Monday, March 29, 2010

The Lot of the LGBT Elder

As if arthritis and profuse nose hair weren't enough. Aging is already loaded with physical and emotional challenges. Now we hear that LGBT elders face a distinct set of burdens in addition. It gives growing old all the appeal of a colostomy bag.

Called the first major collaboration between LGBT groups and mainstream organizations for the elderly, a report called "Improving the Lives of LGBT Older Adults" lays out the problems LGBT seniors face and offers recommendations.

A twink's recommendation might be, Just don't grow old! It's hard when you're young to imagine yourself over 40, let alone 70. But aging happens to every soul on the planet. Unless you see to it that you depart the planet early, determined to be a pretty corpse.

At 46, I'm showing signs of aging, from gray hair to assorted aches to wrinkles morphing into crevices. I'm on my way to elder-hood—if I'm lucky—and I insist that all these LGBT-specific problems be fixed before I qualify for Medicare. Given how my back feels right now, there's no way it will support being old AND discriminated against.

The report on the lives of LGBT elders was co-authored by the Movement Advancement Project (MAP) and Services & Advocacy for Gay, Lesbian, Bisexual & Transgender Elders (SAGE) in cahoots with the American Society on Aging, the National Senior Citizens Law Center, and the Center for American Progress. AARP provided the foreword, lending the whole affair a certain geriatric panache.

According to the abstract on MAP's Web site, the report hones in on three bugaboo areas for LGBT seniors. And no, the difficulty of singing "I Am What I Am" with ill-fitting false teeth is not one of them.

The first is money. Gay elders have less of it, contrary to stereotype. "LGBT older adults are poorer and less financially secure than American elders as a whole due to a lifetime of discrimination compounded by major laws and safety net programs that fail to protect and support LGBT elders equally."

The report examines the impact of everything from Social Security to estate taxes. I'm so glad there are people out there who undertake the scrutinizing of such important subjects. If I had to analyze Medicaid and long-term care I'd drift into a coma—requiring Medicaid and long-term care.

The second area of concern is health and health care. It's trickier for LGBT seniors to stay healthy, for reasons including inhospitable health care environments, nursing homes that fail to protect gay seniors, and medical decision-making laws that shut out LGBT elders' partners.

Just reading how hard it is to get healthy makes you sick.

The third area of particular difficulty is LGBT elders are more likely to be socially isolated. "Despite a high level of resilience and strong friendship networks, social isolation has still been found to be higher among LGBT older adults."

The idea of a previously animated social butterfly sitting with his wings clipped in a lonely apartment makes me want to cry. A waste of fabulousness.

The report notes that gay elders are more likely to live alone. They also face housing discrimination, which may mean separation from loved ones. Further, LGBT elders can feel as welcome in senior centers as dry rot.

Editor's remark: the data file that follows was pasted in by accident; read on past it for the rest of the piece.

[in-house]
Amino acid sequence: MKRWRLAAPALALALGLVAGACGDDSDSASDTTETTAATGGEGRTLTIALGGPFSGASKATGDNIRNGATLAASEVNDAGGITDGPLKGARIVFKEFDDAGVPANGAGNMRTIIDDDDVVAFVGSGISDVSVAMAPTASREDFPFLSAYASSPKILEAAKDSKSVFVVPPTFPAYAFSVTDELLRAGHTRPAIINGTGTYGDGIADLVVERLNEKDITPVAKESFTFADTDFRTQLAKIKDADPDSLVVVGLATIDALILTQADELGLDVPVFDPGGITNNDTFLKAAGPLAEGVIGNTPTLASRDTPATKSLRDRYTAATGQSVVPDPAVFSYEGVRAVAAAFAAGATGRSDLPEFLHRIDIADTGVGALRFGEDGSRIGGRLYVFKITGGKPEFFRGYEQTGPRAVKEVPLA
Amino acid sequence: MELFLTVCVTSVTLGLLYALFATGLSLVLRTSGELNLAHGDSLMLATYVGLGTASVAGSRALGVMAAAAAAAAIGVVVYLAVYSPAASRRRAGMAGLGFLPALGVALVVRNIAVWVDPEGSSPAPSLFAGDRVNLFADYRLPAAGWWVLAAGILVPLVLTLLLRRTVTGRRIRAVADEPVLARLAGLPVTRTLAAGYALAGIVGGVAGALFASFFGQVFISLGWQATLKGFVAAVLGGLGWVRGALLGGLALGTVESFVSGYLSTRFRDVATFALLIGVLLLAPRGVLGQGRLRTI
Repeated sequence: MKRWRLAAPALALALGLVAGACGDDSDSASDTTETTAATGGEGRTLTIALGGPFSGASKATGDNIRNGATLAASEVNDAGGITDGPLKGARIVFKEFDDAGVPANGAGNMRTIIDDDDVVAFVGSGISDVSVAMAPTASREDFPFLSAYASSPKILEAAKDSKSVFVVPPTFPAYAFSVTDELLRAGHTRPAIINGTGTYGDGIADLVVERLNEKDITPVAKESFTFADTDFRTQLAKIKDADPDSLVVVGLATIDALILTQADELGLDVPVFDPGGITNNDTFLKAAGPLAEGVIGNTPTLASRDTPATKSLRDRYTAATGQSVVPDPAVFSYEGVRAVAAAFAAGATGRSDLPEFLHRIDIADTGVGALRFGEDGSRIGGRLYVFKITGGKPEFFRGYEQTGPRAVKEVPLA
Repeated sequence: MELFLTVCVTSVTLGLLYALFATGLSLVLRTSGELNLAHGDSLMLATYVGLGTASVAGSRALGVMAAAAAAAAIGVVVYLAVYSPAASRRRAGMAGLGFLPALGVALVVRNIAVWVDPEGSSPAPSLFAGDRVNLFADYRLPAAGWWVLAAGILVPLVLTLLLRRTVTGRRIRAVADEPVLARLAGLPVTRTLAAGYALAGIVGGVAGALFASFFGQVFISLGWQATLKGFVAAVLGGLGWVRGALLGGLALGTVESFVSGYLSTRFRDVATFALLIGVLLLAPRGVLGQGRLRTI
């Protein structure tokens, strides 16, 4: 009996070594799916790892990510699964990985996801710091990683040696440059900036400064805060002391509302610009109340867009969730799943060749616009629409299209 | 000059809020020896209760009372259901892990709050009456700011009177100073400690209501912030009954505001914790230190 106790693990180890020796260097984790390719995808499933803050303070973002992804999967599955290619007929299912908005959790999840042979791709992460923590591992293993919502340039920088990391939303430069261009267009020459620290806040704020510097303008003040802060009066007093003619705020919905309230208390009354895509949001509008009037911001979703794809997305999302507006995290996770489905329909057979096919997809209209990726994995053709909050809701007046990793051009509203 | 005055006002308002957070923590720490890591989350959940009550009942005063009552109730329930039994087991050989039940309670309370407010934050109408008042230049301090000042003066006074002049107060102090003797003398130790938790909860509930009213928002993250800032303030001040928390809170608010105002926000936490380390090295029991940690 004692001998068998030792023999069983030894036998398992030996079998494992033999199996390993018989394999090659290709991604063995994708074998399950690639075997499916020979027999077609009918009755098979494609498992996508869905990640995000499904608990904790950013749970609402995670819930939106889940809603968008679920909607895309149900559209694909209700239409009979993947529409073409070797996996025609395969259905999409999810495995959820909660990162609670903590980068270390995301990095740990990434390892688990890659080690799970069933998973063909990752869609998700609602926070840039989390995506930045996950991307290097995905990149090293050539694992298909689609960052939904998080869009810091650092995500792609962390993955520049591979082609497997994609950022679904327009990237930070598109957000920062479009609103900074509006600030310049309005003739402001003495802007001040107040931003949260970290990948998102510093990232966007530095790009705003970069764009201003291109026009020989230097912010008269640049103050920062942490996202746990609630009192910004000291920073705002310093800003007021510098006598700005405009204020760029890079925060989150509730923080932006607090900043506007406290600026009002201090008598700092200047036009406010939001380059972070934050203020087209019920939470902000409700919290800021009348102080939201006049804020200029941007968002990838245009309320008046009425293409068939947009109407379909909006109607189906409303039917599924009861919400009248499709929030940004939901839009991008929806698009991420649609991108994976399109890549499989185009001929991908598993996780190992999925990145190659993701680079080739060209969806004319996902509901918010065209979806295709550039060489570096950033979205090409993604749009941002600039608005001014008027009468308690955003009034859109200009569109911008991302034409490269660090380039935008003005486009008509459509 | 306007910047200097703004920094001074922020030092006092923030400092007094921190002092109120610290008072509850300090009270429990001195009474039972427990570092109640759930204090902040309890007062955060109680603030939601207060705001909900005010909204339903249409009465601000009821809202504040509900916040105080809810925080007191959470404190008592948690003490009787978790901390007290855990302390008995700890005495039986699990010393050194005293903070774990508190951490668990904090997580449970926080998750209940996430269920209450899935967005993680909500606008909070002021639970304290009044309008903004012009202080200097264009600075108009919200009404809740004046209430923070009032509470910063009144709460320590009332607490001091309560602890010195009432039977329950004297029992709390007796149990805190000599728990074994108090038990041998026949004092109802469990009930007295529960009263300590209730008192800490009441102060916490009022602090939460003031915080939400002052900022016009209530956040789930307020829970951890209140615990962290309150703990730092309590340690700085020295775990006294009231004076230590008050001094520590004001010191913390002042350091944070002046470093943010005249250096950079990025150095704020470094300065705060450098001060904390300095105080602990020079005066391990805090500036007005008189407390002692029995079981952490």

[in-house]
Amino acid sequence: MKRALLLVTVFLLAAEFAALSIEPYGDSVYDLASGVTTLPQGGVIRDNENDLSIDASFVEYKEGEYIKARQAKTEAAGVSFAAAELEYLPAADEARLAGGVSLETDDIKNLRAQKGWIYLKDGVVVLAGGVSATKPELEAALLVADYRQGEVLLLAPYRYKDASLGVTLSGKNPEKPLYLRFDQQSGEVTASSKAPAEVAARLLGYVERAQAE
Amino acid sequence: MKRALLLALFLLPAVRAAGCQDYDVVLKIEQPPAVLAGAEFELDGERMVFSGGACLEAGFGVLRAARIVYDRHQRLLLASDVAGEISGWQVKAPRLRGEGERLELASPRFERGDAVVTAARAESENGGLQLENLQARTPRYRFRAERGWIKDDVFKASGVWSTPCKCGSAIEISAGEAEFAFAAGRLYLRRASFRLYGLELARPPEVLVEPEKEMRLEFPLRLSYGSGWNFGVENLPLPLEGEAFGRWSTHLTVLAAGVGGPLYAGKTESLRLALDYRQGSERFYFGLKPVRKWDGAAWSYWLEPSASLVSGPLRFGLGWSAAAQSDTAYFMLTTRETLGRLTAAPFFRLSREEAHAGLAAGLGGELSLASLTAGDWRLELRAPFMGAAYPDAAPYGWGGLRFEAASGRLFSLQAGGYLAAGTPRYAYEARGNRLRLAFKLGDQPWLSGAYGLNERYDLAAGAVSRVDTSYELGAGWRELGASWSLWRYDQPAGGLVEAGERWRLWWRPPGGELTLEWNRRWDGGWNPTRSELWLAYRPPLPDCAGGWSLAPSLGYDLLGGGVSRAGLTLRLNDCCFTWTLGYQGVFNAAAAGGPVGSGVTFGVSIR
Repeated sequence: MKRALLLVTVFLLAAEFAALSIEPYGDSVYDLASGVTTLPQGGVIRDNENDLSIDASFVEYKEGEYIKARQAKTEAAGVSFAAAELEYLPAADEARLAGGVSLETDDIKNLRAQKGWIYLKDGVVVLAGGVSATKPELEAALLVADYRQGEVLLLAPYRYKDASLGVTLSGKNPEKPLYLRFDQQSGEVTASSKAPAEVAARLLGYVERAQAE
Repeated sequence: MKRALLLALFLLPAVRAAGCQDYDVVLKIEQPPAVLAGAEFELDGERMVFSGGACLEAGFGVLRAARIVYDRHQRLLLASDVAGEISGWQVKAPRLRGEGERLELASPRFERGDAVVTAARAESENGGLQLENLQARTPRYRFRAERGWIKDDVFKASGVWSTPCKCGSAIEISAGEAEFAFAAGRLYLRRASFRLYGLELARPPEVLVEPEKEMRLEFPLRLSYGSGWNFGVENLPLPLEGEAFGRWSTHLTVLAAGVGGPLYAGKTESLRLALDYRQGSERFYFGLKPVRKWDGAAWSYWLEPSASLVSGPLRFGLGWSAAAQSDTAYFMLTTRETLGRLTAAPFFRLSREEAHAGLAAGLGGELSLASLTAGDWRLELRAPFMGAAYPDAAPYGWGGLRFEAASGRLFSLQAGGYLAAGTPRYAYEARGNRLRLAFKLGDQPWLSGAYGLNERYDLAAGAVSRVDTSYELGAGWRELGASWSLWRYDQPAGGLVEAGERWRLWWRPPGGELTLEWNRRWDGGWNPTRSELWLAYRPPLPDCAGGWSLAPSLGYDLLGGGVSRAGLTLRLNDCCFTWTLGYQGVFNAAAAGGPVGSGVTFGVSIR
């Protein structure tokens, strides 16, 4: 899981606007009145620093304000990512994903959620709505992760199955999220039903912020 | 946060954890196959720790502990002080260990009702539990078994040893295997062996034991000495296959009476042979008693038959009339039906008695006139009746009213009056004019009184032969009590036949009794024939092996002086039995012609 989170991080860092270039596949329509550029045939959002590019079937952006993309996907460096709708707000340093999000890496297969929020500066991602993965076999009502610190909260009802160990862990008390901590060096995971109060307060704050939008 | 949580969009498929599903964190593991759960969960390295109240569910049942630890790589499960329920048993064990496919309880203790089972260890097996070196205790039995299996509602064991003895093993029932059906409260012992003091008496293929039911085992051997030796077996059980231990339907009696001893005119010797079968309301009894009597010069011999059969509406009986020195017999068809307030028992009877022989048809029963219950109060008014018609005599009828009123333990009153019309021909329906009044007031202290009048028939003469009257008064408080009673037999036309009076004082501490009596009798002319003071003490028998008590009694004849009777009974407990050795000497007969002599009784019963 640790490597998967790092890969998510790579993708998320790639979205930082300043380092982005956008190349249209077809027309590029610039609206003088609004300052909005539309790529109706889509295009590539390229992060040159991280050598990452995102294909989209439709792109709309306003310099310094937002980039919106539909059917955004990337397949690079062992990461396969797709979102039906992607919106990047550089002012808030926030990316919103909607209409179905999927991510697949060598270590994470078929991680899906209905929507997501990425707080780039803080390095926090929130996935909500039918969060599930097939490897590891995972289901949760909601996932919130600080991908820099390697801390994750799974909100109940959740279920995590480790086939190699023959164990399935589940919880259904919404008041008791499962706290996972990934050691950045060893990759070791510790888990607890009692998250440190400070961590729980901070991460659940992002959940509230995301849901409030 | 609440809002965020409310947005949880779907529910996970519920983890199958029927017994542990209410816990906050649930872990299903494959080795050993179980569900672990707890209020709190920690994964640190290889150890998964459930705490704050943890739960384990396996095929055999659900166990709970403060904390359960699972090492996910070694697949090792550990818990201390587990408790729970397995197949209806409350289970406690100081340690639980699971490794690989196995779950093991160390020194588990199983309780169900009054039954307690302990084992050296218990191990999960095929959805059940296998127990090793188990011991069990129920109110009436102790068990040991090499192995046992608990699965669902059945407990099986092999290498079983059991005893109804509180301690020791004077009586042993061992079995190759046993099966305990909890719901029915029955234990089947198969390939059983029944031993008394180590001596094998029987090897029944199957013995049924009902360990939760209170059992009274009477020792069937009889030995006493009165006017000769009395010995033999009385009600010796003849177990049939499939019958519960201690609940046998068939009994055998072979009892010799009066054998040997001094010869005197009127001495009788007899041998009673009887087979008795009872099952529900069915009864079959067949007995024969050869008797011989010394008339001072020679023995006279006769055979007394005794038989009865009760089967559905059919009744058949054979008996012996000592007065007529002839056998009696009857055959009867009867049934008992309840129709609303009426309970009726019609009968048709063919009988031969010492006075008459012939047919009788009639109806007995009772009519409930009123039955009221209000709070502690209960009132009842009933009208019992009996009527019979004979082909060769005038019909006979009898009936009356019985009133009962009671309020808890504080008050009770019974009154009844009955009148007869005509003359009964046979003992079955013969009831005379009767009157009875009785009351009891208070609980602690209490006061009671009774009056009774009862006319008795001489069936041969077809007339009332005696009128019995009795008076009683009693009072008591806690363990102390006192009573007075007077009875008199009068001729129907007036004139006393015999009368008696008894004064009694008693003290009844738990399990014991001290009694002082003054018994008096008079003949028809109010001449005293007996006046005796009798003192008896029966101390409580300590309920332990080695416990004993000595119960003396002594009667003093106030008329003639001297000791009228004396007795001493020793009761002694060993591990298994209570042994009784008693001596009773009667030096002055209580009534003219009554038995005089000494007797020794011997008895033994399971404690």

Another reason for LGBT elders' social isolation is they "often lack support from, and feel unwelcome in, the broader LGBT community." I don't doubt it. Gay men especially put such a premium on youth, holding off aging like it's a rampaging movie monster. We don't celebrate our elders; we collude in keeping them hidden.

It's time to make gay seniors a glamour group. And soon—like the moment I become a member.

Monday, March 15, 2010

Fighting for the Right to Party

The month of March has come to mean one thing to me: prom struggles.

Last year at exactly the same time I wrote about a lesbian in Indiana who sued her school district for the right to wear a tuxedo to her prom.

She was represented by the ACLU and Men's Wearhouse.

Now a case in Mississippi is making national, even international news. We're at a place in this country where LGBT teenagers are willing to fight for their rights, and they're running smack up against adults who believe they have none.

Witness the events in Fulton, Miss., home to under 4,000 people. Constance McMillen, a senior at Itawamba Agricultural High School, wanted to take her girlfriend, another student, to the April 2 prom. She also wanted to wear a tuxedo.

She might as well have wanted Adam Lambert to perform at the prom. School officials said she and her girlfriend wouldn't be allowed to arrive together and that they might be thrown out if other students felt uncomfortable. And ixnay on the tux.

After that chat, the school circulated a memo forbidding same-sex dates. McMillen turned to the ACLU. Considering how that organization supports Sapphic teens through their prom distress, I now consider ACLU an acronym for Against Causing Lesbians Unhappiness.

The ACLU of Mississippi sent the school district a letter demanding McMillen be allowed to bring whom she wished and wear what she wished, or else legal action might ensue.

In last year's Indiana case, when the ACLU filed a lawsuit the school district reversed its policy requiring girls to wear dresses to the prom. Would muscle-flexing work similarly in Mississippi?

Is the Pope from Biloxi?

The Itawamba County Board of Education cancelled the prom. Rather than relent, compromise or fight, these leaders took their prom and went home.